Following its passage in the Senate, the Keystone XL pipeline bill passed in the House of Representatives on Wednesday, Feb. 11, by a 270-152 vote. President Barack Obama has stated on several occasions that he will veto the bill, according to the BBC.
Although the bill will likely be vetoed, many congressional members plan on attaching the pipeline legislation to other bills, according to The Guardian.
A large part of the Canadian pipeline has already been completed. The last stage of the pipeline, which could carry upwards of 800,000 barrels of oil a day, is still being debated.
Many Republicans support the pipeline because of the increased job production. Senate Majority Leader Mitch McConnell said it “would help thousands of Americans find work,” and increase North American energy supply with only minimal environmental consequences, according to the BBC. Despite strong Republican support, there are still some environmental concerns. The National Resources Defense Council states the pipeline is vulnerable to leaks and would create notable carbon pollution. Additionally, it would only create 35 permanent jobs.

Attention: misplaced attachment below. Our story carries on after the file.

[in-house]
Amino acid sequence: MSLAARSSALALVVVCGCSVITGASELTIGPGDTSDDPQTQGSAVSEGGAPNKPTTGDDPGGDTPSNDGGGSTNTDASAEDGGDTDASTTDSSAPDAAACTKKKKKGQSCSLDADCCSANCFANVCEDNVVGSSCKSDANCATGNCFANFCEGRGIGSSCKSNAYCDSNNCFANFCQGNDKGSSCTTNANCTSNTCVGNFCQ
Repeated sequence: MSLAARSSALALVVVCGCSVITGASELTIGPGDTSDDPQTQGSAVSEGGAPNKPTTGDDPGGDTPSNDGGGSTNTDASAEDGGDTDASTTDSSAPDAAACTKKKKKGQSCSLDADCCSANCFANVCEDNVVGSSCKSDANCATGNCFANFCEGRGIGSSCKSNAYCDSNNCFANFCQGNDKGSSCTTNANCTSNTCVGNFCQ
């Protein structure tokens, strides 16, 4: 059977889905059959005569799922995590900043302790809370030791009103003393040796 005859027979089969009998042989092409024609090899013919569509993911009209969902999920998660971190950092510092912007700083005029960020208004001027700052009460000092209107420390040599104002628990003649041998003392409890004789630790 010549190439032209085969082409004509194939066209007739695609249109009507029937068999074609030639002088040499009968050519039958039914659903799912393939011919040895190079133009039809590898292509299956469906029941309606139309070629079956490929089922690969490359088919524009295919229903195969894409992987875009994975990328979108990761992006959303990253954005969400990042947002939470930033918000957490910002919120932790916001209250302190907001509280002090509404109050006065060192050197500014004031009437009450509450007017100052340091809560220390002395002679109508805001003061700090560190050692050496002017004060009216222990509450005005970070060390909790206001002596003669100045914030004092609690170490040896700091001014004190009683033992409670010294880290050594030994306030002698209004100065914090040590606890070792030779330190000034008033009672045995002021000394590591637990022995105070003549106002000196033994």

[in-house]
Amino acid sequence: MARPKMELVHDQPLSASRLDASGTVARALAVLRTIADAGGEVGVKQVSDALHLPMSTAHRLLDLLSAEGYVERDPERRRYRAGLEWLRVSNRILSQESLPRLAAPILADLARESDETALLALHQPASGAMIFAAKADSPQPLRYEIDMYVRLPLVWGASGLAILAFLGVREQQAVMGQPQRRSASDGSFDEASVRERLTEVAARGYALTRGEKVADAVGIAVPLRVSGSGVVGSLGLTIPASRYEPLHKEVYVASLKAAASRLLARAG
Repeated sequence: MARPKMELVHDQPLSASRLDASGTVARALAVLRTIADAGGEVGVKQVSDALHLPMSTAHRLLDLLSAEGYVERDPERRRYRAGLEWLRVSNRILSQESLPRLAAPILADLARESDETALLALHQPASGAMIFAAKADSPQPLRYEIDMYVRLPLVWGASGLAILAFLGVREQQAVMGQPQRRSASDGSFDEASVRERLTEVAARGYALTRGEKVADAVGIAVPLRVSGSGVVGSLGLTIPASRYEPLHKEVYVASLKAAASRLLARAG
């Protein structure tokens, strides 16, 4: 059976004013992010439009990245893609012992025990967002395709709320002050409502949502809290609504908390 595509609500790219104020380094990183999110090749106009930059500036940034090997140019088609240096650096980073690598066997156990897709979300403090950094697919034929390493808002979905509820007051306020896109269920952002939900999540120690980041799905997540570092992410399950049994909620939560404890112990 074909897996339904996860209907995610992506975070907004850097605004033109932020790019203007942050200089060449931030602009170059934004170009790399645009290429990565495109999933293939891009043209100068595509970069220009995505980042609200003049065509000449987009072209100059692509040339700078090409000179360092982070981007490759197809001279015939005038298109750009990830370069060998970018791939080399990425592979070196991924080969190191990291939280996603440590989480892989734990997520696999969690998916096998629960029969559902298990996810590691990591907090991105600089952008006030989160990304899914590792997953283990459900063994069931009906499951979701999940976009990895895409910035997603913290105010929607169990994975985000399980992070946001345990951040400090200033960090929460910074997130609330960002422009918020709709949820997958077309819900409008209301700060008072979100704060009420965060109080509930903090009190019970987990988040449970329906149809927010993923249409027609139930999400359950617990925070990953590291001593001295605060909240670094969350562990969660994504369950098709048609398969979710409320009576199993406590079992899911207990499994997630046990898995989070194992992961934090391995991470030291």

Dean Birch, assistant professor of political science at John Carroll University, said, “This is solely, in my mind, something that is being done to feather the nest of some corporation. This is being done to basically make money for people who are invested in the extraction of fossil fuels.”
Editor’s Note: Information from the BBC, The Guardian, The New York Times, TransCanada and The National Resources Defense Council was used in this report.